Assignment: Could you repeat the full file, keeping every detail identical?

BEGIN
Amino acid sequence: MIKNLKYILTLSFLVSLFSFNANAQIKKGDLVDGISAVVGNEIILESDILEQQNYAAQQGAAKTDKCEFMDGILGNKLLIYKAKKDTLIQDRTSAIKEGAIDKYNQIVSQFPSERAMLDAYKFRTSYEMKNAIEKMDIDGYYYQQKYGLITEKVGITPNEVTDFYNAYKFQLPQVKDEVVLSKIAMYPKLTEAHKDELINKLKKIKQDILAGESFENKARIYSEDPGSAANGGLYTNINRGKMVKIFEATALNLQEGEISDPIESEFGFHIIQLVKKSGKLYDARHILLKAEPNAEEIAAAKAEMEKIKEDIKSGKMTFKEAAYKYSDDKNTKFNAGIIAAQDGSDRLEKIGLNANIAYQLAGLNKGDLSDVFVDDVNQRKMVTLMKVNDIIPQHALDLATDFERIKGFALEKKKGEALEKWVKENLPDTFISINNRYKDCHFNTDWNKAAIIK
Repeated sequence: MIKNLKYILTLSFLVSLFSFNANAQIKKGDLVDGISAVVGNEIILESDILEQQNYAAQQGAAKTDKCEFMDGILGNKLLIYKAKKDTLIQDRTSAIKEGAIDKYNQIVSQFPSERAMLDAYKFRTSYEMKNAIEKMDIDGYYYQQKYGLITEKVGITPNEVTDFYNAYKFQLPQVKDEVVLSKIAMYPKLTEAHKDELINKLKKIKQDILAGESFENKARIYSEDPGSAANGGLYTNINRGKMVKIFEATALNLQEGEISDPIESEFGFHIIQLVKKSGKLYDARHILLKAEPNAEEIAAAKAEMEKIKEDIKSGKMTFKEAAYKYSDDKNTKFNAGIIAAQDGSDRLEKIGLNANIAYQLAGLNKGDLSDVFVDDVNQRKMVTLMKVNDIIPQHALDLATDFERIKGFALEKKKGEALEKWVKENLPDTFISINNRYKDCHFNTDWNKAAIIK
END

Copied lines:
Amino acid sequence: MIKNLKYILTLSFLVSLFSFNANAQIKKGDLVDGISAVVGNEIILESDILEQQNYAAQQGAAKTDKCEFMDGILGNKLLIYKAKKDTLIQDRTSAIKEGAIDKYNQIVSQFPSERAMLDAYKFRTSYEMKNAIEKMDIDGYYYQQKYGLITEKVGITPNEVTDFYNAYKFQLPQVKDEVVLSKIAMYPKLTEAHKDELINKLKKIKQDILAGESFENKARIYSEDPGSAANGGLYTNINRGKMVKIFEATALNLQEGEISDPIESEFGFHIIQLVKKSGKLYDARHILLKAEPNAEEIAAAKAEMEKIKEDIKSGKMTFKEAAYKYSDDKNTKFNAGIIAAQDGSDRLEKIGLNANIAYQLAGLNKGDLSDVFVDDVNQRKMVTLMKVNDIIPQHALDLATDFERIKGFALEKKKGEALEKWVKENLPDTFISINNRYKDCHFNTDWNKAAIIK
Repeated sequence: MIKNLKYILTLSFLVSLFSFNANAQIKKGDLVDGISAVVGNEIILESDILEQQNYAAQQGAAKTDKCEFMDGILGNKLLIYKAKKDTLIQDRTSAIKEGAIDKYNQIVSQFPSERAMLDAYKFRTSYEMKNAIEKMDIDGYYYQQKYGLITEKVGITPNEVTDFYNAYKFQLPQVKDEVVLSKIAMYPKLTEAHKDELINKLKKIKQDILAGESFENKARIYSEDPGSAANGGLYTNINRGKMVKIFEATALNLQEGEISDPIESEFGFHIIQLVKKSGKLYDARHILLKAEPNAEEIAAAKAEMEKIKEDIKSGKMTFKEAAYKYSDDKNTKFNAGIIAAQDGSDRLEKIGLNANIAYQLAGLNKGDLSDVFVDDVNQRKMVTLMKVNDIIPQHALDLATDFERIKGFALEKKKGEALEKWVKENLPDTFISINNRYKDCHFNTDWNKAAIIK